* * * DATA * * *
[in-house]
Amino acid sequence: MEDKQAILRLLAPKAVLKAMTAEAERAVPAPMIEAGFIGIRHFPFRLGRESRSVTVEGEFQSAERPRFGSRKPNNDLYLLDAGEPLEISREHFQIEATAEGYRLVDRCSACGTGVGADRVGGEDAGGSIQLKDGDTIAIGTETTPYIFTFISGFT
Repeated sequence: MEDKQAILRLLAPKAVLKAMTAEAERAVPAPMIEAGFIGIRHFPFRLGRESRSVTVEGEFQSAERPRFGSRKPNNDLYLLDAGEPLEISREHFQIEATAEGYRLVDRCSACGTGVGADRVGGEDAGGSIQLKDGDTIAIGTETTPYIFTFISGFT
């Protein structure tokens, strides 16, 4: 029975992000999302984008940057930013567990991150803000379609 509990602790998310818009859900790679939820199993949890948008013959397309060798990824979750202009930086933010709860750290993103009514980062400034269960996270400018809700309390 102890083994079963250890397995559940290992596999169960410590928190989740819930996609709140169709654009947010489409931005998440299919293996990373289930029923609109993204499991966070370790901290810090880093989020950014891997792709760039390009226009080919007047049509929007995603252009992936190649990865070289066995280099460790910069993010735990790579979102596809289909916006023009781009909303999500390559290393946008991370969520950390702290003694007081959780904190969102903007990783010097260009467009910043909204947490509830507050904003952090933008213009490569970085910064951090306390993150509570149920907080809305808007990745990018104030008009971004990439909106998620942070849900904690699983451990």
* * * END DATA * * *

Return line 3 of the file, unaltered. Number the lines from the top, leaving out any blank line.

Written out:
Repeated sequence: MEDKQAILRLLAPKAVLKAMTAEAERAVPAPMIEAGFIGIRHFPFRLGRESRSVTVEGEFQSAERPRFGSRKPNNDLYLLDAGEPLEISREHFQIEATAEGYRLVDRCSACGTGVGADRVGGEDAGGSIQLKDGDTIAIGTETTPYIFTFISGFT